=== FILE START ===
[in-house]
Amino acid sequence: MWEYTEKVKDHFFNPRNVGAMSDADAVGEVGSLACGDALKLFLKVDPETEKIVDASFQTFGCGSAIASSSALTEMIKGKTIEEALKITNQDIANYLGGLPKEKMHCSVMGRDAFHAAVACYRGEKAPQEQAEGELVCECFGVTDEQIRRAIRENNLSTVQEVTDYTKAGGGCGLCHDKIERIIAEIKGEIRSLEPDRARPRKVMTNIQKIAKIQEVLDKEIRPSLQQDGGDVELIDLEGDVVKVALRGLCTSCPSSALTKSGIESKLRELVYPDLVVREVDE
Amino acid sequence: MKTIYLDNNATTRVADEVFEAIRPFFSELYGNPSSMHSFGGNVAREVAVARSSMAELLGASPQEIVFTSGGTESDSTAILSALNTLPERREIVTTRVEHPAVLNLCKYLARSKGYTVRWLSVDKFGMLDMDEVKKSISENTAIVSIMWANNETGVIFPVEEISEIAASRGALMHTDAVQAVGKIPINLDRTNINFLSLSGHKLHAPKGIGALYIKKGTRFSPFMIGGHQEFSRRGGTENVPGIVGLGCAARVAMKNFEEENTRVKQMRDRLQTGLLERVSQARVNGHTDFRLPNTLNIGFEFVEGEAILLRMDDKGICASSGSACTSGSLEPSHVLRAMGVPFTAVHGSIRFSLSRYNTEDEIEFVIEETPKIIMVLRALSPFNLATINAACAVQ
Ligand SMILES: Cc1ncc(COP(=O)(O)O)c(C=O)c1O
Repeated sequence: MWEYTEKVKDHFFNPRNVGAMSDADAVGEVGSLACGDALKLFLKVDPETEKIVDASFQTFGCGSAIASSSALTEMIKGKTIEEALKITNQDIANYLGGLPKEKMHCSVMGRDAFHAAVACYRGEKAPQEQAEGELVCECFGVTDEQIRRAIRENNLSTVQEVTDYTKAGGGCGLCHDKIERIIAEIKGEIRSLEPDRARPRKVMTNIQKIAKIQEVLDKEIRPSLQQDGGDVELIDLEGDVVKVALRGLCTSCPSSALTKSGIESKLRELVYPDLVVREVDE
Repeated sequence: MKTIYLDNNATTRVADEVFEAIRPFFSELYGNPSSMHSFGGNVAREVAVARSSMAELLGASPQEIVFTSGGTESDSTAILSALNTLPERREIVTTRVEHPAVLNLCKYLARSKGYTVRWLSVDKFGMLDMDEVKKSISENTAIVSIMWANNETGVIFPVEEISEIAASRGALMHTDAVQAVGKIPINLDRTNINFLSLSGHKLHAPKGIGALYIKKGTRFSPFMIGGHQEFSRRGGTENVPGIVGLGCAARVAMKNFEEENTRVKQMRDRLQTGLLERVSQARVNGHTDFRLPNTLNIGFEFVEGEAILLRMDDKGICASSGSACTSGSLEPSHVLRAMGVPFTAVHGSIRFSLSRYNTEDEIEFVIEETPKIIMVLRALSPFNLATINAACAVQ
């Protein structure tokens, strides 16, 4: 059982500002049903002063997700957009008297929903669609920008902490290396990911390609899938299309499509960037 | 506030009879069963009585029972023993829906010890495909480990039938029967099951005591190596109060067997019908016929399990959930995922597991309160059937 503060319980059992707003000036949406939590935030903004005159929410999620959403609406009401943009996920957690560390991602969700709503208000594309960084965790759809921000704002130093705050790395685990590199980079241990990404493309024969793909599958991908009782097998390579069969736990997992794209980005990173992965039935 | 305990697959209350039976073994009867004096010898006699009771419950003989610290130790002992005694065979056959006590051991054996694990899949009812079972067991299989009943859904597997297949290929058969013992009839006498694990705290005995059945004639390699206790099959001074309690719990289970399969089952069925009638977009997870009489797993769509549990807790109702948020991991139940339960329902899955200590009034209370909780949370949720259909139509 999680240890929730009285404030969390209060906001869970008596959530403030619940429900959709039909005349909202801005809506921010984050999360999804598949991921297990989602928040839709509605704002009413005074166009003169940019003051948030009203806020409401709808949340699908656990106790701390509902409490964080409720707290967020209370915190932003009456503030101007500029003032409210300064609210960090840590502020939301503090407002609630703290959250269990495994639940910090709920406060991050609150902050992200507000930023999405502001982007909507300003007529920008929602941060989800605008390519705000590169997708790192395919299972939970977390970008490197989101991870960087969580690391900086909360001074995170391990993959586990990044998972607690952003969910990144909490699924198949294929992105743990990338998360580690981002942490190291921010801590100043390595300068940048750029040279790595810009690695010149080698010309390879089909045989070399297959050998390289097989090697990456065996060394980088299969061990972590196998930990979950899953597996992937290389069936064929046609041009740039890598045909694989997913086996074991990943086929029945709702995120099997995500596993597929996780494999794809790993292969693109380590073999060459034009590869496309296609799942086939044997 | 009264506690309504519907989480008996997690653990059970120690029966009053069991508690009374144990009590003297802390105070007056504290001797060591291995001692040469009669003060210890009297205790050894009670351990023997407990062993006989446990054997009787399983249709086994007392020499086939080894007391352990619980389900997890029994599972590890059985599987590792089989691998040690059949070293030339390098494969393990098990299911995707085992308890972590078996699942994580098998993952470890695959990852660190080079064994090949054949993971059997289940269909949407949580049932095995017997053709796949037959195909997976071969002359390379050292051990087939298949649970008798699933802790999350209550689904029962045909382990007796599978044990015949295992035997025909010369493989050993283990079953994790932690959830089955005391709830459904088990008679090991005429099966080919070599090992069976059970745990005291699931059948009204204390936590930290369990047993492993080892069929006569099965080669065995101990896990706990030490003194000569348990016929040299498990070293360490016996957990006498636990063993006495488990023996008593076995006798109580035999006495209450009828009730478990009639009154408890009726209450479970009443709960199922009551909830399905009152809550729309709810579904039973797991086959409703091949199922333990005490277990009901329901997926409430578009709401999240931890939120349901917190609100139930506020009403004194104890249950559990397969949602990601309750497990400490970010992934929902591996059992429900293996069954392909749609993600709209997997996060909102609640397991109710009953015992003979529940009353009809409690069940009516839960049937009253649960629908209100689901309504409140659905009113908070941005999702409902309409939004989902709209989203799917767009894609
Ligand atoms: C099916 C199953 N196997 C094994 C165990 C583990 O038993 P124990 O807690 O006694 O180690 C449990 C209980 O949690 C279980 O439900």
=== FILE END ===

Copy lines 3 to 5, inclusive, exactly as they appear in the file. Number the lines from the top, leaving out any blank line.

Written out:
Amino acid sequence: MKTIYLDNNATTRVADEVFEAIRPFFSELYGNPSSMHSFGGNVAREVAVARSSMAELLGASPQEIVFTSGGTESDSTAILSALNTLPERREIVTTRVEHPAVLNLCKYLARSKGYTVRWLSVDKFGMLDMDEVKKSISENTAIVSIMWANNETGVIFPVEEISEIAASRGALMHTDAVQAVGKIPINLDRTNINFLSLSGHKLHAPKGIGALYIKKGTRFSPFMIGGHQEFSRRGGTENVPGIVGLGCAARVAMKNFEEENTRVKQMRDRLQTGLLERVSQARVNGHTDFRLPNTLNIGFEFVEGEAILLRMDDKGICASSGSACTSGSLEPSHVLRAMGVPFTAVHGSIRFSLSRYNTEDEIEFVIEETPKIIMVLRALSPFNLATINAACAVQ
Ligand SMILES: Cc1ncc(COP(=O)(O)O)c(C=O)c1O
Repeated sequence: MWEYTEKVKDHFFNPRNVGAMSDADAVGEVGSLACGDALKLFLKVDPETEKIVDASFQTFGCGSAIASSSALTEMIKGKTIEEALKITNQDIANYLGGLPKEKMHCSVMGRDAFHAAVACYRGEKAPQEQAEGELVCECFGVTDEQIRRAIRENNLSTVQEVTDYTKAGGGCGLCHDKIERIIAEIKGEIRSLEPDRARPRKVMTNIQKIAKIQEVLDKEIRPSLQQDGGDVELIDLEGDVVKVALRGLCTSCPSSALTKSGIESKLRELVYPDLVVREVDE